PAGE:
Don’t you dare write that! by J.H. Bográn

We’ve all heard the above command. It may come from friends, family, or writing peers. The other bit of urban wisdom we’ve all heard is “controversy sales.” But here’s the catch, if you write controversy with aims just to make sales, your story will most likely fall flat. However, if you love the story, then write it even if touches on such topics.

I’m no stranger to drawing inspiration from controversy. In fact, I’ve had some close-calls and bad experiences because of my choices.

I wrote my debut novel, TREASURE HUNT, in 1998 and the opening chapter was about an air-jacked flight and the perpetrator’s demand for ransom. After the events of 9/11 in 2001, I thought that book would never see the light of day. I tried, honestly, to rewrite and delete all the strands from that storyline. I even considered changing the location from a jetliner to a train or a cruise ship. However, the events that occur during the air-jack are integral to the plot in many ways. Time passed by, as it always does, and a few years later the book found a publisher.

For my third novel I created an unusual antagonist. It could be labeled as a serial killer, but if I explain why that’s not the case, I’d be giving away the plot. Suffice to say that when fabulous author Jon Land sent me this blurb “POISONED TEARS is a splendid piece of crime noir.  J. H. Brogan’s darkly original tale breathes fresh life into the moribund serial killer genre.” I decided to shut up and let it be. So my book will navigate the literary world under a somewhat false flag, being promoted as a serial killer who uses poisonous animals to disguise the deaths as accidents, when in fact, the antagonist sees the deaths as means to an end. Enough said!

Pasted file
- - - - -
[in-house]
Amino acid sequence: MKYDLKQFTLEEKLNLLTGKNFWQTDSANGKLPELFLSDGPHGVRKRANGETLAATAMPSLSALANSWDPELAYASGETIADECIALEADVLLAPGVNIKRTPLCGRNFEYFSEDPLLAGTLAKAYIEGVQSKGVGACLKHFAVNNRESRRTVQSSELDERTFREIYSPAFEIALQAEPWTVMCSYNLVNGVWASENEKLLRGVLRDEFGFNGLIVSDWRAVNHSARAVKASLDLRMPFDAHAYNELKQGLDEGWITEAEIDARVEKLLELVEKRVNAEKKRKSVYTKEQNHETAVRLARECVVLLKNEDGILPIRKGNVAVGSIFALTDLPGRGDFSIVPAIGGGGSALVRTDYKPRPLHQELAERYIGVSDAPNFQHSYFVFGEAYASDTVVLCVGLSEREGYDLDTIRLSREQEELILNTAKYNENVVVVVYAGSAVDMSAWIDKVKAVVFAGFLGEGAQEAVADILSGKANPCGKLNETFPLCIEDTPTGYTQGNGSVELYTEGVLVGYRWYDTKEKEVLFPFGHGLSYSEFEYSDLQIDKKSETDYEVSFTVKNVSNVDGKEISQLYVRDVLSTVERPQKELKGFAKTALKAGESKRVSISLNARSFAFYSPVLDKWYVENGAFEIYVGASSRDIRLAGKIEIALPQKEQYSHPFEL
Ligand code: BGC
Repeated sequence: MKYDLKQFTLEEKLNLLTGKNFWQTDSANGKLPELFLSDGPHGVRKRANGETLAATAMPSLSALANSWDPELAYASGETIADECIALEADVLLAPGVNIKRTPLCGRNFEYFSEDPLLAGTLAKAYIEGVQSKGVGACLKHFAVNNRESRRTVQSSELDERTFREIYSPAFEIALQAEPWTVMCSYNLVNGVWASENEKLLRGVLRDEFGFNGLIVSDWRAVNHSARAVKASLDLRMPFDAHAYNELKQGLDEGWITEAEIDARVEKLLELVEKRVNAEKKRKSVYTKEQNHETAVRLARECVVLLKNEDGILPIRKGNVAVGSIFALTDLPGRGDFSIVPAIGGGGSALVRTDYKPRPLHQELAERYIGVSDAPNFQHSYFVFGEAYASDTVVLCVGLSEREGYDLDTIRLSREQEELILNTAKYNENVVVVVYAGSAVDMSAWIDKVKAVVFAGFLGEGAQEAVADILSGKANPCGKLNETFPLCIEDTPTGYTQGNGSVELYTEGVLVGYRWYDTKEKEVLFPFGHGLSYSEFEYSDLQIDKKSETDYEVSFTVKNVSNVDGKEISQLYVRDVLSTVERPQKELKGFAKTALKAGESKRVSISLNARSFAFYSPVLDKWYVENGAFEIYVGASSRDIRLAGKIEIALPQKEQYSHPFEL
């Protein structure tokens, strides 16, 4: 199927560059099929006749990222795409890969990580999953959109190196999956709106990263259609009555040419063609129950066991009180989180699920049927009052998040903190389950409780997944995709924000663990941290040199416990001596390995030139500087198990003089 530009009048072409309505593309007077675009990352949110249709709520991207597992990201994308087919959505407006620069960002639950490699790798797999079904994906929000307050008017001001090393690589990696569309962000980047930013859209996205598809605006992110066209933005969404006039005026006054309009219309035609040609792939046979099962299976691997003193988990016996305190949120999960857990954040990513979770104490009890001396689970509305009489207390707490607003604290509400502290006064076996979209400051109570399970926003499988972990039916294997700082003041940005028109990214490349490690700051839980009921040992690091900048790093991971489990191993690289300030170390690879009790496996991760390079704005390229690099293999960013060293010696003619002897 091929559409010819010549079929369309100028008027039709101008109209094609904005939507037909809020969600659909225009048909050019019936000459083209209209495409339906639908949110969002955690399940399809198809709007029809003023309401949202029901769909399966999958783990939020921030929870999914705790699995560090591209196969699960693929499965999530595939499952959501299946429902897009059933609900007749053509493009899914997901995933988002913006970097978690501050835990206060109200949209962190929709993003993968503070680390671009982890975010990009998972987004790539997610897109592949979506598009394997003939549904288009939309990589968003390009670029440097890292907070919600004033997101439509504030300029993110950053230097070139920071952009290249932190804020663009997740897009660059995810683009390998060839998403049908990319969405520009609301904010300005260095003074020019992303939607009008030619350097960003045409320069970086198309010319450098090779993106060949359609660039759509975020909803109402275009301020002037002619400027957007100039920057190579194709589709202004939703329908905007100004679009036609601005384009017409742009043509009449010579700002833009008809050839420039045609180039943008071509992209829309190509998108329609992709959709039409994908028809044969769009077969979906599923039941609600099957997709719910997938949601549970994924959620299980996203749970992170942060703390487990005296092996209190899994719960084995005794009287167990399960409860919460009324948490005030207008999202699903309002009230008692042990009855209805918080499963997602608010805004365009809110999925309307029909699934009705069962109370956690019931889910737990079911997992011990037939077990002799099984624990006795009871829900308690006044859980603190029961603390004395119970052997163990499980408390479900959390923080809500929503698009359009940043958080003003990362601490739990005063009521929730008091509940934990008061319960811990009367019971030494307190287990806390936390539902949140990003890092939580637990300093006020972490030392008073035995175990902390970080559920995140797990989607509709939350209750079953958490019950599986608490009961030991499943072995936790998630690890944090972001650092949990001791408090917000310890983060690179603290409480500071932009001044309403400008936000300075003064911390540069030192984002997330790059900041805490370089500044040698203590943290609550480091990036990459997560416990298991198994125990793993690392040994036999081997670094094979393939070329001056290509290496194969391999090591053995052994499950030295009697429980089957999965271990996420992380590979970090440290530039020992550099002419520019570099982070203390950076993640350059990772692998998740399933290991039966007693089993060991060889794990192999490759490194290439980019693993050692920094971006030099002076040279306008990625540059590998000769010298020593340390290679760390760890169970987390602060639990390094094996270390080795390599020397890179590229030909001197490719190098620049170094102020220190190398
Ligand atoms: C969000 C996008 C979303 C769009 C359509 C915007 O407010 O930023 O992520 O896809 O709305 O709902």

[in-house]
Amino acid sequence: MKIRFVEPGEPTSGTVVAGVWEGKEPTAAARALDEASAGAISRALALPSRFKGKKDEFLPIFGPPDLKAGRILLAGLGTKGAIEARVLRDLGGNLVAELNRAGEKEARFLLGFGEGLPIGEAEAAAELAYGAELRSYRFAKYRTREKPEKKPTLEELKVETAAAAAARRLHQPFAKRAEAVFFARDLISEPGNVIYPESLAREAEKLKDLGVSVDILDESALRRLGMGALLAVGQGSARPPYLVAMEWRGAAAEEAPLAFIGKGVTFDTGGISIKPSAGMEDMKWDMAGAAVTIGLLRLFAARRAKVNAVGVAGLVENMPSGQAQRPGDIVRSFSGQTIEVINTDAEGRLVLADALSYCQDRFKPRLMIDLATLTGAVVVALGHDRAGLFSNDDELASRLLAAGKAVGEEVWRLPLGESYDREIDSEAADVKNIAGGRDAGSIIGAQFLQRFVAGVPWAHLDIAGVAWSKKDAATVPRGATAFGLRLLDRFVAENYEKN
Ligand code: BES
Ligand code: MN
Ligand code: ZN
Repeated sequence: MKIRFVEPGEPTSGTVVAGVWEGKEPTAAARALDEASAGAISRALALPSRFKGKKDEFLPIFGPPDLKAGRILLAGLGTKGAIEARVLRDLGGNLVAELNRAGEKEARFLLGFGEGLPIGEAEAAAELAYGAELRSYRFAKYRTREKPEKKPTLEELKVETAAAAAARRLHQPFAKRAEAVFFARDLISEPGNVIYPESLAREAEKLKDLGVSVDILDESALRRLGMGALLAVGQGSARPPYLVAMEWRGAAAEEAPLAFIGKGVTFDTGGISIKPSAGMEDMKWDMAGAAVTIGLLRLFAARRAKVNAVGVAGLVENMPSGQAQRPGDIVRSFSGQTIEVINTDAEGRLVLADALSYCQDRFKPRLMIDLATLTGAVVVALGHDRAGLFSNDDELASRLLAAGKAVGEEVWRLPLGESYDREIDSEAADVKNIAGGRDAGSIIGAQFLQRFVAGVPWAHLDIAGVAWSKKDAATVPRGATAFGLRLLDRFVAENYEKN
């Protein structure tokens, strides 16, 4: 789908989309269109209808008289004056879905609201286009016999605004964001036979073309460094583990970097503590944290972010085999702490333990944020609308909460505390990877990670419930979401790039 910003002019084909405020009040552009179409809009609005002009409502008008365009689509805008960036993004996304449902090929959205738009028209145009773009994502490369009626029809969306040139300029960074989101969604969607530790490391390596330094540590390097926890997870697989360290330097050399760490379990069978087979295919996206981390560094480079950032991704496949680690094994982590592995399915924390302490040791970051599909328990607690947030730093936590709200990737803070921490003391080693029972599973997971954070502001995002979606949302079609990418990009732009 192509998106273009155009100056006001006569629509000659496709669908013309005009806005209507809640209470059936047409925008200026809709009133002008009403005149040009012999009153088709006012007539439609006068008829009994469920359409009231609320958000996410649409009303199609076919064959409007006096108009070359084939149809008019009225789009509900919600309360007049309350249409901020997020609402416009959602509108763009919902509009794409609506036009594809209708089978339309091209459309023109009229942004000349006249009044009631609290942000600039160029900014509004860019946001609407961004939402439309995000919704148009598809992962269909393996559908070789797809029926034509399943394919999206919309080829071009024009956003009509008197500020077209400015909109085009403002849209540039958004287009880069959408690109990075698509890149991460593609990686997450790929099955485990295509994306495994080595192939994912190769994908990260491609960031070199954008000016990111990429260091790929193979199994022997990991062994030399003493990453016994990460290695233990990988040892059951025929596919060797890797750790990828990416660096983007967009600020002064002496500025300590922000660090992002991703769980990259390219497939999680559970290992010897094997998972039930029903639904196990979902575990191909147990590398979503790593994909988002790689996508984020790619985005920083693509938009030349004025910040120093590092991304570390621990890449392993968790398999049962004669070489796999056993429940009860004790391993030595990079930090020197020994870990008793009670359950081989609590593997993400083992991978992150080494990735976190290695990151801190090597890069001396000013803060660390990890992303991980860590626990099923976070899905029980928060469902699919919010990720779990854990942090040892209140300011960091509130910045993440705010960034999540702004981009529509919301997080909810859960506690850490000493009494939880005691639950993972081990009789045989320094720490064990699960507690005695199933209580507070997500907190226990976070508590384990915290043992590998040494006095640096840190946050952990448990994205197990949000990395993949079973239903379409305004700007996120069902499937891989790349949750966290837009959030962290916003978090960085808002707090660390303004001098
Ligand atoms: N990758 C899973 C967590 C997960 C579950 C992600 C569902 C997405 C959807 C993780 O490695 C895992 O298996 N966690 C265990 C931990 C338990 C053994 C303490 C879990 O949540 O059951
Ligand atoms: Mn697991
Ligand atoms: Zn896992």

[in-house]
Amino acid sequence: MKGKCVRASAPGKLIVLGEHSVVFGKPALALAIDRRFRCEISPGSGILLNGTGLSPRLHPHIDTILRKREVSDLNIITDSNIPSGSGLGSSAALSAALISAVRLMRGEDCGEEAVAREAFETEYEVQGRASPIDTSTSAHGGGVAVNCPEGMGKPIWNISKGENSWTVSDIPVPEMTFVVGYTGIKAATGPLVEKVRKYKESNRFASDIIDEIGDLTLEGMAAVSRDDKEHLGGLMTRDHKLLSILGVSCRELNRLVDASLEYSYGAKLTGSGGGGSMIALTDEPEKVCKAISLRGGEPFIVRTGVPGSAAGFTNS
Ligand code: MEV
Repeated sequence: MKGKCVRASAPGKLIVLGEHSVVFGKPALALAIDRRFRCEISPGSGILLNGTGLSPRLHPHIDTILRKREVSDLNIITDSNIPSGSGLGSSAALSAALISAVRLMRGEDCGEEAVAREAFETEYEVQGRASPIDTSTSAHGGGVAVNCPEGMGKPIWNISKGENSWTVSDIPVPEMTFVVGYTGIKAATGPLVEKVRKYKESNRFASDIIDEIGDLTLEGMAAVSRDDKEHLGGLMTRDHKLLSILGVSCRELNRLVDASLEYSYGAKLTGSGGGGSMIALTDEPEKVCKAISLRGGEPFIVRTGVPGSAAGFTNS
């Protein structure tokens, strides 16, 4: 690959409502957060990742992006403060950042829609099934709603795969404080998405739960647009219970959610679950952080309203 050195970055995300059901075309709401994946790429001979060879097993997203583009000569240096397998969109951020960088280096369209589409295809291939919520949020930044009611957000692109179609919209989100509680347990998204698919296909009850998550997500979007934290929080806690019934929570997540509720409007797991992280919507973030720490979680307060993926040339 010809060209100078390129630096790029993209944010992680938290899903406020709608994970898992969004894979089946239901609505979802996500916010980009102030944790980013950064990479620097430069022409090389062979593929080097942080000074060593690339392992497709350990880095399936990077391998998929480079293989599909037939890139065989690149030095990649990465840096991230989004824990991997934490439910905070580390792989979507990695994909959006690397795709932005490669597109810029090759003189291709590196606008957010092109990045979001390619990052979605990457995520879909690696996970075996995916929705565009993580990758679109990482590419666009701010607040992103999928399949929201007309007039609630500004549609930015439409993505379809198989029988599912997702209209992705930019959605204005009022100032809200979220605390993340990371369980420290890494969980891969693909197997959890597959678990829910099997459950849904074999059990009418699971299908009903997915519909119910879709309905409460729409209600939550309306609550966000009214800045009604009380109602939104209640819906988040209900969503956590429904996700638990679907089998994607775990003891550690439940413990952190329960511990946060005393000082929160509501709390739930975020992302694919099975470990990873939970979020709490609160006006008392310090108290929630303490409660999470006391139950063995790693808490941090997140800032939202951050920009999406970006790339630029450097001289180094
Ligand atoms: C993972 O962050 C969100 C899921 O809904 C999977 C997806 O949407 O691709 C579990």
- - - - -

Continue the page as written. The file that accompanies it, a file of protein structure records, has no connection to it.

The choices I made in both instances to discuss topics that would raise complaints rather than just eyebrows were out of the necessity to tell the tale as I conceived it. They were not a gimmick, nor was my goal to go riding a trend.

When people ask me why I’m not on the best-seller list yet, I ache to rotate my responses between, “because you haven’t bought it and told ALL your friends to do the same,” or “because I’m waiting for the Vatican to ban my book, or have somebody sue me.” Of course, in the times of political correctness that we live, the only place I can say either of the above is standing alone in front of the bathroom mirror.

In conclusion, I contradict my own title in this post and beg writers to dare go beyond, take it a step forward, push the envelope, and since I’m running out of metaphors, I’ll just finish by saying to follow your gut and use the circumstances, as controversial as they may be, to enhance the plot. See you at the bookstore!

 

 

About the author:

  1. H. Bográn, born and raised in Honduras, is the son of a journalist. He ironically prefers to write fiction rather than fact. José’s genre of choice is thrillers, but he likes to throw in a twist of romance into the mix. His works include novels and short stories in both English and Spanish. He has also worked on scripts for motion pictures and domestic television in his home country.

He’s a member of The Crime Writers Association, the Short Fiction Writers Guild and the International Thriller Writers where he also serves as the Thriller Roundtable Coordinator and contributor editor for their official e-zine The Big Thrill.